Optical/IR flux fading rapidly in GX 339-4: OIR jet quenching
ATel #2547; D. M. Russell (University of Amsterdam), M. Buxton (Yale University), F. Lewis (Faulkes Telescope Project, University of Glamorgan, Open University), D. Altamirano (University of Amsterdam)
on 12 Apr 2010; 16:49 UT
Credential Certification: David M. Russell (D.M.Russell@uva.nl)
Subjects: Infra-Red, Optical, Black Hole, Transient
The transient black hole candidate GX 339-4 is currently softening in X-ray, making a transition out of the hard state (ATel #2545). We are monitoring the source with the Faulkes Telescope South (located at Siding Spring, Australia) and the SMARTS 1.3m telescope and ANDICAM instrument (at Cerro Tololo, Chile). From the Faulkes monitoring, the source brightened in the hard state over the last five months from a faint (V = 19.6, R = 18.8, i' = 18.6; errors are 0.1 mag at most) magnitude on 2009-10-22 = MJD 55126 (ATel #2270) to a bright (V = 15.1, R = 14.5, i' = 14.3, V-i' = 0.79) one on 2010-04-01 = MJD 55287 (with a very bright radio jet; ATel #2525). One week later on 2010-04-08 = MJD 55294 the source had faded and the colours were slightly bluer than before (V = 15.3, R = 14.7, i' = 14.6, V-i' = 0.65). Meanwhile, the X-ray flux (RXTE ASM, PCA Bulge scan, Swift BAT, MAXI) continued to increase or remain at about the same level during this time.
Finally, the source has dramatically faded by one magnitude in the last three days. From Faulkes we measure R = 15.7 +- 0.1, i' = 15.7 +- 0.2 on 2010-04-11 = MJD 55297.8 and from SMARTS, V = 16.38 +- 0.05, H = 13.16 +- 0.10 on 2010-04-12 = MJD 55298.3. A link to our Faulkes telescope light curves is provided below.
The rapid drop in optical flux and colour change at the start of the state transition is reminiscent of previous outbursts (Coriat et al. 2009) and is an indication that the OIR-emitting synchrotron jet is fading. The optical and infrared flux will probably continue to drop in the coming days. The jet is likely to persist at radio frequencies for the next week or two before the bright, optically thin radio flare(s), which we predict will occur around ~ 17 - 22 April (Russell & Fender 2007). We note that the softening of the X-ray flux at this transition is occurring at a slightly lower flux than the 2002-3 and 2007 outbursts but at a brighter flux than the 2004-5 outburst (see a compilation of X-ray light curves and hardness-intensity diagrams here). Regular radio monitoring is strongly encouraged during the next month.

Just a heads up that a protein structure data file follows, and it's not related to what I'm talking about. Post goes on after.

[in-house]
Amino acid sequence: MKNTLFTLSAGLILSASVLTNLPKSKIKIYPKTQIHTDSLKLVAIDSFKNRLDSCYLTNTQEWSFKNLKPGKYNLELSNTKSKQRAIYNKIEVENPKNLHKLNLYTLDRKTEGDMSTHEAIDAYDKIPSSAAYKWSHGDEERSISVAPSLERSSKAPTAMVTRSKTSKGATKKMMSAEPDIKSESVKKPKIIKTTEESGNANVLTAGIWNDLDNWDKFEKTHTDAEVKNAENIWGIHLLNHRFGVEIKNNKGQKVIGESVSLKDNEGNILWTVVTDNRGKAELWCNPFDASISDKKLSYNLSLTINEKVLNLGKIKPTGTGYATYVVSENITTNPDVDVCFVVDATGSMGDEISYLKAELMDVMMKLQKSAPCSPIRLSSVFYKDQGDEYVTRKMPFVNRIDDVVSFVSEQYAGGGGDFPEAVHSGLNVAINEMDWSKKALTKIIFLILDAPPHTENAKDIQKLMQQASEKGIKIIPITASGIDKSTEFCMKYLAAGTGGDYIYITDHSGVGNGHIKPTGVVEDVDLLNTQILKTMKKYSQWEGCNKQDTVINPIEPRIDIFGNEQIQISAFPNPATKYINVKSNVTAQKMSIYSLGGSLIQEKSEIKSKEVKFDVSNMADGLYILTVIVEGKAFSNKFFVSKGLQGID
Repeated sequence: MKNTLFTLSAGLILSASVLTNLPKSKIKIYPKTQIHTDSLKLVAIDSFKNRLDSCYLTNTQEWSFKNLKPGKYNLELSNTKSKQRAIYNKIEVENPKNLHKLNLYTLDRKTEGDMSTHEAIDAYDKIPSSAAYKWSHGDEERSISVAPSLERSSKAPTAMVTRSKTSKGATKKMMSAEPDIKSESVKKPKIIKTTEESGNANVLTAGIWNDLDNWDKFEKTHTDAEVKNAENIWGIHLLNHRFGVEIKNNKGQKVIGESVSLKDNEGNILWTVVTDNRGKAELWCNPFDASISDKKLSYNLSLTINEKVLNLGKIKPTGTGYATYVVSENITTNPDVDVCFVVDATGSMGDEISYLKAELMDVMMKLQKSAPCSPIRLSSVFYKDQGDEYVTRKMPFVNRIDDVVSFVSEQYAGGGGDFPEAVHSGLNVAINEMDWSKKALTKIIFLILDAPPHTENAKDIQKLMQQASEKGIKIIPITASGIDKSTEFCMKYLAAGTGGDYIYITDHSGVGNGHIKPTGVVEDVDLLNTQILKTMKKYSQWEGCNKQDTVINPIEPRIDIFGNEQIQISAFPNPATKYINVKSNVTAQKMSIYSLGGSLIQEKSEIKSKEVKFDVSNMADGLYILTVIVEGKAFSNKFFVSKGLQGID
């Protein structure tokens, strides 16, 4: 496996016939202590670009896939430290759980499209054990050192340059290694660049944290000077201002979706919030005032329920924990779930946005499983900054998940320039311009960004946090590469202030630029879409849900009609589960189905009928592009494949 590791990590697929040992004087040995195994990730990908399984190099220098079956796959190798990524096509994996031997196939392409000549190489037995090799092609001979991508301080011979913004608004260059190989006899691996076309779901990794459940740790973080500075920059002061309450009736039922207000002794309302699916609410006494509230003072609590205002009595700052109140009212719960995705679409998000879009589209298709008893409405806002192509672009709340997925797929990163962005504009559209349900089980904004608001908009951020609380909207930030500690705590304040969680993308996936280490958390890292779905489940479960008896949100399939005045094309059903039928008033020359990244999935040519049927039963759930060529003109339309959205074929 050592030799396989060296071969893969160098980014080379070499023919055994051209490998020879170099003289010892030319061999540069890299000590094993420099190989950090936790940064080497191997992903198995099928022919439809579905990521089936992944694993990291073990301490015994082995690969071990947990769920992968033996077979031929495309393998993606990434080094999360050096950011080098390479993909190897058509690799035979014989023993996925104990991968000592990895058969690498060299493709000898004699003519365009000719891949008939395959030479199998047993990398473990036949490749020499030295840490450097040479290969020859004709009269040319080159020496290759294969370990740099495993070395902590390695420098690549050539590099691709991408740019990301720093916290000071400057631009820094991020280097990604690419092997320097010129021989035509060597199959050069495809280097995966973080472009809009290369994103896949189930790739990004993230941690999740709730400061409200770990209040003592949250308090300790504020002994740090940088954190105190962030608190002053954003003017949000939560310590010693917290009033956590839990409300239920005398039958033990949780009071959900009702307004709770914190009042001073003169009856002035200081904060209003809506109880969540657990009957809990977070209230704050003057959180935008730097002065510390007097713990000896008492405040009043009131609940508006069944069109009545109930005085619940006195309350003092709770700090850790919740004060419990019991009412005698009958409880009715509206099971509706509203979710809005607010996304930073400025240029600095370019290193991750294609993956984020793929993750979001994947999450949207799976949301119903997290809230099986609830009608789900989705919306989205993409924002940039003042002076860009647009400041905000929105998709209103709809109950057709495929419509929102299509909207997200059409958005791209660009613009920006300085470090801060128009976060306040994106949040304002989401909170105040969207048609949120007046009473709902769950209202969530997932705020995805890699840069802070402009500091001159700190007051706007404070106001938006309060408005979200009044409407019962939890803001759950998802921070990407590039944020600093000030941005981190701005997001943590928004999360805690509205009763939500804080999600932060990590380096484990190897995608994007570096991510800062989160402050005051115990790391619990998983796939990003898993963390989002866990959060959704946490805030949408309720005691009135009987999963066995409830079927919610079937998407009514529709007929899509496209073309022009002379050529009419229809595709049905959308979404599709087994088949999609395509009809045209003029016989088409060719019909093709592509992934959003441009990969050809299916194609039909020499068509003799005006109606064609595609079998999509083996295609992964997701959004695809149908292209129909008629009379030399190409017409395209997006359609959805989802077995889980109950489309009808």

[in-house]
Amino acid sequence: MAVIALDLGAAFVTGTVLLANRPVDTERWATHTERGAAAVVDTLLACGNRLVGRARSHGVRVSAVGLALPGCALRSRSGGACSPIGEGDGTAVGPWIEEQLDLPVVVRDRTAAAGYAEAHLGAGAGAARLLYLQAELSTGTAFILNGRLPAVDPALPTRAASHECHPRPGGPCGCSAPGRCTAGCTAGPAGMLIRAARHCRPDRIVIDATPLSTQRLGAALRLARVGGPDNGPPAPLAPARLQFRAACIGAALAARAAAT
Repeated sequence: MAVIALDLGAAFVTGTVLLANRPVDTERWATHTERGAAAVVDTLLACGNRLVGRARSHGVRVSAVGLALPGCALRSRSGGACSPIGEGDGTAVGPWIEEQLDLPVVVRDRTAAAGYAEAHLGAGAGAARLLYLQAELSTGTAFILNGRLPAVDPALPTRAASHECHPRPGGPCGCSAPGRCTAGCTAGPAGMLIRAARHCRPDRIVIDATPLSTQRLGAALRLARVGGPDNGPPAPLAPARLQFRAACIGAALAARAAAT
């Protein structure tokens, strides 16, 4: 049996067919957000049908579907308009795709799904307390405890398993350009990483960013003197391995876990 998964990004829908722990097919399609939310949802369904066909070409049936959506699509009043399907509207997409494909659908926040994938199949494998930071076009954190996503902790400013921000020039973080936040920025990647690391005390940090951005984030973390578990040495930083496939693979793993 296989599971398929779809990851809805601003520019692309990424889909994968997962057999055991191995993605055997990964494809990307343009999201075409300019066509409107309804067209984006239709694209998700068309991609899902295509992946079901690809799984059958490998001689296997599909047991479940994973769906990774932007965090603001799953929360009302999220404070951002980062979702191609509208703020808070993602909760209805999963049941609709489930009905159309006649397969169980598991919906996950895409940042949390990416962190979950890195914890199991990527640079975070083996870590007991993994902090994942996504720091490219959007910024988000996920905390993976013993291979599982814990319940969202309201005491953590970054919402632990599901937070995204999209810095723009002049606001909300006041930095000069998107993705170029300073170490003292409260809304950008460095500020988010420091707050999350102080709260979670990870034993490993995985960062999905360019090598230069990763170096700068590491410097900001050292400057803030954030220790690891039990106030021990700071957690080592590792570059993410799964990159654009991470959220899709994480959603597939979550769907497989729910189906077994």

In addition, the optical counterpart is variable on short timescales. From 31 Faulkes i'-band images on 2010-04-08 (each of exposure time 30 sec; the time resolution was 90 sec) we measure an rms variability amplitude of 0.09 mag (a fainter field star had an rms variability amplitude of 0.01 mag, similar to the relative errors of the magnitude measurements).
The Faulkes Telescope observations are part of an on-going monitoring campaign of ~ 30 low-mass X-ray binaries (Lewis et al. 2008, arXiv:0712.2751). The Faulkes Telescope Project is an educational and research arm of the Las Cumbres Observatory Global Telescope Network (LCO GTN). DMR acknowledges support from a Netherlands Organisation for Scientific Research (NWO) Veni Fellowship. FL acknowledges support from the Dill Faulkes Educational Trust.
Faulkes optical light curves